Semor. What’s annoying are the surprises. When I don’t want him to add something, I erase it, but then I realize it’s reappeared. And even if I take it off again two days later, I know that the next day it will be there.
Ador/ We did a mural of a horse stealing an amphora. I absolutely wanted to add a piece of Swiss cheese because I thought it was important that there was a third element that interfered with the reading. It’s quite free but I’m sure it takes the viewer to another possible reading.
Semor/ And I think we made some very intellectual connections about this Swiss cheese that you missed.
How do you see these rather perennial frescoes in relation to the ephemeral nature of Urban Art?
We don’t stay stuck on the finished works but try to evolve. In a public place, some things stay, others don’t, so some frescoes disappear more or less naturally depending on the context. If there can be a game with someone who adds an element to transform our work into an exquisite corpse, so much the better. It’s not for us to judge whether our piece deserves to be preserved: if it is the case, so much the better, because it’s an additional memory. But the goal is always to share images, regardless of the medium and its durability.
Parade, stroll and distortion
You start the project Parade, ride and distortion during the Journey to Nantes 2016. Could you go back over its genesis?
After receiving support from the city of Nantes and the French Institute for a month and a half trip to the United States, we told ourselves that we had to do something in our city. The idea was to do more than our usual scattered frescoes, and to create an event in Nantes itself.
We first wanted to show our research, which takes up a lot of our time and is the very essence of our work. That’s when we discovered the Alain Le Bras workshop, a singular place by its architecture, in which we immediately imagined an exhibition. We wanted to transpose our universe into formats and volumes other than those of the street. The second part of this great project was a fresco in consultation with the inhabitants, so from the very beginning we thought about how to involve them.
Inhabitants are at the heart of your approach, and you are pushing them to reappropriate urban space, as in the fresco The Researcher, painted with children in Orvault.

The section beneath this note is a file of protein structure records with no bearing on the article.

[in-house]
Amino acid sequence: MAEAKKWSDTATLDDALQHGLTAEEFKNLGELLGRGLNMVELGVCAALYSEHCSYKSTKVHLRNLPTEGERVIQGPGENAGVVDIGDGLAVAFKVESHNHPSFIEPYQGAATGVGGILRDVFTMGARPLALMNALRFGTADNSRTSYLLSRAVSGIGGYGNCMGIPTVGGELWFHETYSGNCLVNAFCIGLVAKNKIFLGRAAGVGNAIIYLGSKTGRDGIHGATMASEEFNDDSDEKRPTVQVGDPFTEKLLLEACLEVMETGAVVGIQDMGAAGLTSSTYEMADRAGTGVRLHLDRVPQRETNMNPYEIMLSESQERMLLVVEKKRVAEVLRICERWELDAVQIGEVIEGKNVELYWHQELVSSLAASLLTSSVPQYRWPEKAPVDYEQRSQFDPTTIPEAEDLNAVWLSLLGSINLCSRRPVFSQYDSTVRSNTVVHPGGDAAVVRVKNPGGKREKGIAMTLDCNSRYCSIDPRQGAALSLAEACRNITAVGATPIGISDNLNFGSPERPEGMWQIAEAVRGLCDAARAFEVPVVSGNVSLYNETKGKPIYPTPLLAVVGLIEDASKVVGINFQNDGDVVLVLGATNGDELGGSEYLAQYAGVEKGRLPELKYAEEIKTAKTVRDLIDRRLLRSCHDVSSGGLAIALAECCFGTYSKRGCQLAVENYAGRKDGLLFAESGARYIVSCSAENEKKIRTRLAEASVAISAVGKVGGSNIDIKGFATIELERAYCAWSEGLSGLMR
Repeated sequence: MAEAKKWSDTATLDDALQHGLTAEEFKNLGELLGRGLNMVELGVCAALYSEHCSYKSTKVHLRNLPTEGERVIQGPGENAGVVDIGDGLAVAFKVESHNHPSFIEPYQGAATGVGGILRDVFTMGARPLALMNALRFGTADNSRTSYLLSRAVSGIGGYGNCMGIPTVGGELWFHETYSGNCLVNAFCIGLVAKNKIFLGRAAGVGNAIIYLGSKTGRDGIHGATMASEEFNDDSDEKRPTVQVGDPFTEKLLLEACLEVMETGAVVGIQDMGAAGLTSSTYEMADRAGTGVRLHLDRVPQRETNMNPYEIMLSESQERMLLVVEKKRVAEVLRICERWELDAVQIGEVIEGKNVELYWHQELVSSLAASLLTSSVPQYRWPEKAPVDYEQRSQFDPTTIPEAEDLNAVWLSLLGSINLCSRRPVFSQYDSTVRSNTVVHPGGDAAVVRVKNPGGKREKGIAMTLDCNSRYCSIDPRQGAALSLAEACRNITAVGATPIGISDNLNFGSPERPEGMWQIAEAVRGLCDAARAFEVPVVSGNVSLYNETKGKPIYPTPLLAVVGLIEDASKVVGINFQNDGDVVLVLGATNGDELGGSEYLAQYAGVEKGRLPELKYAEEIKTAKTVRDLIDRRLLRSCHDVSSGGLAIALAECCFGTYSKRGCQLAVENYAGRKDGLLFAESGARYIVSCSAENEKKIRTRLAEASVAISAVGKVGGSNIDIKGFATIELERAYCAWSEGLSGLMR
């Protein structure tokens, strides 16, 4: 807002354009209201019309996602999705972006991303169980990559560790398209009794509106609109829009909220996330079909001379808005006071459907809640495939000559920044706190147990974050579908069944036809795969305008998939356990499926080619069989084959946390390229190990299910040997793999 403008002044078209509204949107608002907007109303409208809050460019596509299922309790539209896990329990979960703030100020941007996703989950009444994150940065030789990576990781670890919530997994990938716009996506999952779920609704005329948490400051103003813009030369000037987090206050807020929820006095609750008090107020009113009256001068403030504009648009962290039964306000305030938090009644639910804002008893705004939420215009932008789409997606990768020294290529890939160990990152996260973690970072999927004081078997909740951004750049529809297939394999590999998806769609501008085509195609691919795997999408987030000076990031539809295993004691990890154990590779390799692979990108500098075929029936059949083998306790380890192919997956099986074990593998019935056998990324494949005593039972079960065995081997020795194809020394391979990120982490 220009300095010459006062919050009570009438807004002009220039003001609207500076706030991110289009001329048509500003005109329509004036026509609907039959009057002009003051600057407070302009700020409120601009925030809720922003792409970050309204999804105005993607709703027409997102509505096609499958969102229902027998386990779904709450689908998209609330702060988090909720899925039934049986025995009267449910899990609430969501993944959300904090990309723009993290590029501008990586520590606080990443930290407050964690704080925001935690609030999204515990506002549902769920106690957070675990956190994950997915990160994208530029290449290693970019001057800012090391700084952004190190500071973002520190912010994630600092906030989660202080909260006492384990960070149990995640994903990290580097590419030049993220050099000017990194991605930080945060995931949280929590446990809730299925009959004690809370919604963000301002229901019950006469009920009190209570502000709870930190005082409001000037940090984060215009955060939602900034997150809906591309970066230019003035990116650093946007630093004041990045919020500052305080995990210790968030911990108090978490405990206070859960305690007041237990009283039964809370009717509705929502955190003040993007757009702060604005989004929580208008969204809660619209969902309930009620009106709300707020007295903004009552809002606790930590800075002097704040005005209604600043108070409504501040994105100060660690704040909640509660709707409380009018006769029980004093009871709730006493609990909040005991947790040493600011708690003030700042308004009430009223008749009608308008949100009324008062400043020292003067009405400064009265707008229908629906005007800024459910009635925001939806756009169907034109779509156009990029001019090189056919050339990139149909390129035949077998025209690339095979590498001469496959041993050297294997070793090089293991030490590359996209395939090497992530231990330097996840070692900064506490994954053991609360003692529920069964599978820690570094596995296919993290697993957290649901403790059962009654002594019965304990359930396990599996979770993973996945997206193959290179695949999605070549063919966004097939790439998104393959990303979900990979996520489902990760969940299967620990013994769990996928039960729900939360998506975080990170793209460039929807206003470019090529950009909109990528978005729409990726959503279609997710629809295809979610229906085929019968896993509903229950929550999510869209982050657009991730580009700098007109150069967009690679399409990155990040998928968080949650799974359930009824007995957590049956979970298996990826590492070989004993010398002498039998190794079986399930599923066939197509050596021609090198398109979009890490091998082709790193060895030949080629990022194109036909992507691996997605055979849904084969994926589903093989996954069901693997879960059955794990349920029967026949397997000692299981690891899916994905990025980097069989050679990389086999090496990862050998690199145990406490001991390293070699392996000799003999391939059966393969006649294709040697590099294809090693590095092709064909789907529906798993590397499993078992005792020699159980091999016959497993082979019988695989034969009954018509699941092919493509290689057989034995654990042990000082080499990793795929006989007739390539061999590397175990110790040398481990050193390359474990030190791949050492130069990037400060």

It was envisaged that this project would be institutional and general public, to get away from the usual wild graffiti. In the beginning, we tried to get in touch with neighbourhood parties to talk about the project. Then we had times of exchange with the inhabitants to discuss together what the neighbourhood represents, what bothers them, what they like. We then try to transform their ideas into images and build a model with them. Of course there were also workshop times, because the little ones want to get involved.
Such a project creates a social link between the inhabitants.
We wanted to offer our enthusiasm in the hope that it could participate in the life of the city, but we were not sure of our coup. When about fifty people were there to paint, it was huge! It’s interesting to make a format big enough to really be part of the landscape, not a small intention but something voluntary, on a par with an architecture or a building. The inhabitants will live with it and they often prefer to have a wall with a little bit of colour rather than something dull or grey.
What were their reactions?
Showing pictures in a public place is always a pretext for reaction and discussion. Indeed, as a free and available place, the street makes returns instantaneous and spontaneous, all the more so as a work in a public space is made to challenge everyone, even at different levels of reading.
However, this encounter usually happens by chance. One paints, which arouses the curiosity of passers-by and creates an exchange. Here, these positive and negative feedbacks are also made upstream. Very often, we are surprised by the interpretations of the passers-by. But it’s a good surprise because these are things we hadn’t thought of, a part that had escaped us.
How did you choose the places in which to install your murals? Traffic is one hundred and forty metres long and seven metres high.
We presented to the different partners the places we wanted the most, such as the location of the Trafic fresco, which we hadn’t been able to obtain before, or that of the Rezé castle. We chose the others as we wandered around, adjusting our choices as the project progressed. Trafic thus became the appealing work of a larger group in the priority districts. The periphery is less well served than the city centre as far as Urban Art is concerned, and we wanted our frescoes not to remain on the edge but to be at the heart of the neighbourhoods.